Now I can take all the money I will save on cleaners in the future and spend it on toys like iPods, power tools. Now there's “guy” logic for you.

I almost forgot to mention what Mel and I did while the kids were out of town. Big kid stuff!

We went to see a chick-flick which is what I get for letting her pick the movie. It was OK though. Can't remember the name of it though. Then dinner out. Actually we ate out twice! Real restaurants! I also paid bills – yet another reason that being an adult kind of sucks.

She cleaned out Erin's frightenly nasty closet. I build a full-extension drawer for the pantry so we can get to that stuff way at the back that gets lost forever. I made the drawer but it isn't installed yet – I need to get a coat of finish on it. I guess I do – it would probably be fine without it.

Ah Ha! “In Her Shoes” was the movie. Kinda long though.

I went to the optometrist yesterday. I like the optometrist. He doesn't poke, prod, penetrate, or scrape anything. You just sit in the chair and he asks you your opinion:

“Which looks better? This one or this one?”

And there's no wrong answer. In the end, you walk out being better immediately – you don't have to wait for something to take effect.

Plus, if you do it right, you can look cool as you leave. But for this, I rely on the “frame stylist”. It's easy for me; I just tell her that I have a disability. That is that I have no fashion sense at all and I place myself in her hands. Please, make me look good. Of course, with my fashion sense, it isn't clear to me if she does as I request or not since, as I said before, I can't really tell.

I'm not the only one. One of the programmers at work went to the optometrist recently and came back looking positively ludicrous. He looked like he was wearing safety goggles. When my reading glasses get back, I hope that some other random blogger doesn't see me and write the same thing. But whatever happens, at least I'll be able to read better.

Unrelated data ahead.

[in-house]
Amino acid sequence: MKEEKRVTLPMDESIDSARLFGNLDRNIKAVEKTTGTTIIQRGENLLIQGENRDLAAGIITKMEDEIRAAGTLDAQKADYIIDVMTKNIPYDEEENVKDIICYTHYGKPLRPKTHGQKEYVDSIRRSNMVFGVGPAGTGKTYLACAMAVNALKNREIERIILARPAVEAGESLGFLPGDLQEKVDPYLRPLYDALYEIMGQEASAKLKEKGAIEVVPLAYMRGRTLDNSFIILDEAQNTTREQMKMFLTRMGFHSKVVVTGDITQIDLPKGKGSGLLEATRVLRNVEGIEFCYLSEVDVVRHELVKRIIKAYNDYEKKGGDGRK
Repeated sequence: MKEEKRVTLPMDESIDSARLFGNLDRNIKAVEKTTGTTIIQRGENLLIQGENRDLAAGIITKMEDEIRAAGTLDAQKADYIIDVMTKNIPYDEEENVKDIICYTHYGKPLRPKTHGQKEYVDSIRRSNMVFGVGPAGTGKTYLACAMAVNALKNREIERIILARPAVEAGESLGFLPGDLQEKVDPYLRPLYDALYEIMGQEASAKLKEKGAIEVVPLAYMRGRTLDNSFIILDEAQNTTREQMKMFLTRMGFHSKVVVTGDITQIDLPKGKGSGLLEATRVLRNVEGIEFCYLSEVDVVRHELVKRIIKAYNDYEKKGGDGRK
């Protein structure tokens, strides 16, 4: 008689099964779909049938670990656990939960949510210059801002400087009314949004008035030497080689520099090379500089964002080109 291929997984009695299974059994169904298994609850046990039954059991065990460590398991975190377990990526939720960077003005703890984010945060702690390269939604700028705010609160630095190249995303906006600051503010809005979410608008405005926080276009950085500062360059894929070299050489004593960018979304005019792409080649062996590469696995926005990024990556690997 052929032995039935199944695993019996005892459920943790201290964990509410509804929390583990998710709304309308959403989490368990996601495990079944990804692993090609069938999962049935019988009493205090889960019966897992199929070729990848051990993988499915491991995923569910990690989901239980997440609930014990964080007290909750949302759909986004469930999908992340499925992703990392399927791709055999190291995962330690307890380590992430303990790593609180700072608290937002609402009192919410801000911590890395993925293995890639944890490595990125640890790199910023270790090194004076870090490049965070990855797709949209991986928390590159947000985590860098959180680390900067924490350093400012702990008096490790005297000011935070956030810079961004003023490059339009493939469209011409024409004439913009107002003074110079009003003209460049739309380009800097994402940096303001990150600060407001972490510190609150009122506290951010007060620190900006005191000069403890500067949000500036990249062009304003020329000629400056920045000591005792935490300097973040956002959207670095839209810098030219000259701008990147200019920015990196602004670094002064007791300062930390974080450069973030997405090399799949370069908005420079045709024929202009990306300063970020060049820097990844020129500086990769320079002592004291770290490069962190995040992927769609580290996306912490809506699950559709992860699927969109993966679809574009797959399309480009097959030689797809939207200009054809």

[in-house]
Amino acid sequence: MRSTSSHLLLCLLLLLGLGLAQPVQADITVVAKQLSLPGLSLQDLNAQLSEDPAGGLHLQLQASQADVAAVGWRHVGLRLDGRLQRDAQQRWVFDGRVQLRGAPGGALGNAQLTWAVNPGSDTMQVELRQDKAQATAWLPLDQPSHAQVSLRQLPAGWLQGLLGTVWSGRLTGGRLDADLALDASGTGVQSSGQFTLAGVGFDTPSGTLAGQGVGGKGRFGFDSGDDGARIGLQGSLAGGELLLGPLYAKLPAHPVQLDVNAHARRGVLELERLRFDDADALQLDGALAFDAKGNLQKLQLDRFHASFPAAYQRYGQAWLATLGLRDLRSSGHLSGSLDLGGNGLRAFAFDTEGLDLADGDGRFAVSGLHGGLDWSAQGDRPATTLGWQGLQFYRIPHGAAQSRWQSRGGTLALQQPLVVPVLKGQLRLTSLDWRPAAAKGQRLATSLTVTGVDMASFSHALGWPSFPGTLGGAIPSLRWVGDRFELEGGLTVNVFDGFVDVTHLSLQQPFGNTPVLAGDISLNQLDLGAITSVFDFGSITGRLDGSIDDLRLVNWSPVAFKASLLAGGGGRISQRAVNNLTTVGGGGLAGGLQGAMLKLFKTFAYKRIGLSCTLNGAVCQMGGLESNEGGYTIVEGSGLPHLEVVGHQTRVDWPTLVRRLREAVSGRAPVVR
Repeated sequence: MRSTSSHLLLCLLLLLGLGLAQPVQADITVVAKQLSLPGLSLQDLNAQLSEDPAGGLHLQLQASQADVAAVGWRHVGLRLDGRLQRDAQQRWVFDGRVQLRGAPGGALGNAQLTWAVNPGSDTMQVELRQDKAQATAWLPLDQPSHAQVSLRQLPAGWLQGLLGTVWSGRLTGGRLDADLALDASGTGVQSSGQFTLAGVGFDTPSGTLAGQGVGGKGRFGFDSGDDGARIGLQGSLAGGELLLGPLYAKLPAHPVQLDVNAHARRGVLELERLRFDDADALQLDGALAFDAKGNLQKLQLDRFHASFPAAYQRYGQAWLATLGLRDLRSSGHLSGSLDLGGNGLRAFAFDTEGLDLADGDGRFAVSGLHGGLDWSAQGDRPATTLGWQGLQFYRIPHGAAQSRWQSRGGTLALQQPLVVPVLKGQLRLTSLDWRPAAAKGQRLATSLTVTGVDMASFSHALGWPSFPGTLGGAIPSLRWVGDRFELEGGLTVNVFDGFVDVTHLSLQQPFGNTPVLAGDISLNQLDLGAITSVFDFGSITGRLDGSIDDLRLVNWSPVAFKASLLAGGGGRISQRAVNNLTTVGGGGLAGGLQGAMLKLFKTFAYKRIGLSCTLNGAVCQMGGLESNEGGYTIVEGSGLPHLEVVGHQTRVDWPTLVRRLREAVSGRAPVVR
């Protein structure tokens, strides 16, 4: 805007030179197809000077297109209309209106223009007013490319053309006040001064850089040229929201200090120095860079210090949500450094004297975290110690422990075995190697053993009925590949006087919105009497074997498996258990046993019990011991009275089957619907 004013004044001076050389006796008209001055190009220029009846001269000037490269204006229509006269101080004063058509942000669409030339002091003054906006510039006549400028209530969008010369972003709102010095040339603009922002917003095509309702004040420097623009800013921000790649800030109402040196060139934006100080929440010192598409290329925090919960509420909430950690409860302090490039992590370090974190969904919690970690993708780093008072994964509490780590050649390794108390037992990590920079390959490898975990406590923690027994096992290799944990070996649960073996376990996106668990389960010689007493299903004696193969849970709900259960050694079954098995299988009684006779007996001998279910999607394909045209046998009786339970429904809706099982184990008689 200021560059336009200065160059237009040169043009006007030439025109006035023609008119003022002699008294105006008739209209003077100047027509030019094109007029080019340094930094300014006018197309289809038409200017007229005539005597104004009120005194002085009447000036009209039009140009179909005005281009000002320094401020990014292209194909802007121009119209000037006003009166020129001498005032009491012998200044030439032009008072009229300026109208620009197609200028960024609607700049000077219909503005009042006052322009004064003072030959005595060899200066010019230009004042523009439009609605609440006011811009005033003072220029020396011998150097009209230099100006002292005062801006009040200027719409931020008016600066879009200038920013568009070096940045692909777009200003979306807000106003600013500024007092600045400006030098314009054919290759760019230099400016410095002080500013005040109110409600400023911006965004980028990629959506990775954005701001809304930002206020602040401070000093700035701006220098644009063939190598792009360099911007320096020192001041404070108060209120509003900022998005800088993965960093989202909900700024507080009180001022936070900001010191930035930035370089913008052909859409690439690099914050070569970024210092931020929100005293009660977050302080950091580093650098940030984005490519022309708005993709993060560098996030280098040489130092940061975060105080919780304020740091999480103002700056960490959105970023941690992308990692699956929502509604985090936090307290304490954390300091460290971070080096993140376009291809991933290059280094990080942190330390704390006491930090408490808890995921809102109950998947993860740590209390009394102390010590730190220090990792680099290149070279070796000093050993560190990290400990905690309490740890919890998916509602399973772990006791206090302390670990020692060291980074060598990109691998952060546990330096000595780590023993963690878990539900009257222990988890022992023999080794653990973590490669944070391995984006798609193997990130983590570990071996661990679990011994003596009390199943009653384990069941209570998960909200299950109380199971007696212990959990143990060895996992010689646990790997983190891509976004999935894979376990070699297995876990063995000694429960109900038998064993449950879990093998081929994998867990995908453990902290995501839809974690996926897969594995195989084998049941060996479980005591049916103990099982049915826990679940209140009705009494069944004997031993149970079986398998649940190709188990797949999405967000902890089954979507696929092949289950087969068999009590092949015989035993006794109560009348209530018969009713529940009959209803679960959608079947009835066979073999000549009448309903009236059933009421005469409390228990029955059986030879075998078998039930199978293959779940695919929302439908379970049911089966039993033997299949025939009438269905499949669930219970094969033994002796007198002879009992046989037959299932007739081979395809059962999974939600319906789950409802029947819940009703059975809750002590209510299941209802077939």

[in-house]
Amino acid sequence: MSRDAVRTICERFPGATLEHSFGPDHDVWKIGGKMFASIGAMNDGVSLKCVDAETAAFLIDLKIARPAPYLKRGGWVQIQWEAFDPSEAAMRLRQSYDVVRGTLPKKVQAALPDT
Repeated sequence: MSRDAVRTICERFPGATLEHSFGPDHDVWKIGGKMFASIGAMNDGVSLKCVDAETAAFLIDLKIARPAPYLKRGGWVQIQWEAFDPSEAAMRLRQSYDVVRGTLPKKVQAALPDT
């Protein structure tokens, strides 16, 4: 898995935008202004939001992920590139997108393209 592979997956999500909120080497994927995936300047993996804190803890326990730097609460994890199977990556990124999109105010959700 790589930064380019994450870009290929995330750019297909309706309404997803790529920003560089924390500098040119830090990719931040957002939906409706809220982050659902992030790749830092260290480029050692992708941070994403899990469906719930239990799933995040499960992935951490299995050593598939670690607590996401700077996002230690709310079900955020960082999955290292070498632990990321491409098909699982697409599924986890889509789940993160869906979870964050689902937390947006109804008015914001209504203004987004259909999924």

It turns out that the doc and I both have a son in the Pride of Broken Arrow. We also chatted about optometry as a career which was very interesting. I must have stayed there for two hours between the exam, the talking, and the frame styling. But nobody seemed to be waiting. He shared the fascinating fact that dentists have the highest suicide rate of all the medical professions. I would have thought that oncologists would share that distinction since most of there patients die but apparently not. Perhaps it's that nobody likes dentists. His friend the dentist down the street (not my dentist apparently) told him (I guess this was at the secret doctor's club where they all gather to count their money) that he (the dentist) only works four days a week because he just can't stand to work five from all the stress.

I think I'll encourage my kids to be optometrists. It looks like a good-paying, low stress job where you get to sit inside in the air conditioning all day and people respect you.

*update* They arrived and the spectacles have passed a litmus test of sorts in that they look very similar to the ones that Evan's girlfriend wears. We discovered this when she came over the other night. So, I'm not sure if I am now cooler or if she's rethinking her choice in eyewear for fear of uncoolness. Time will tell.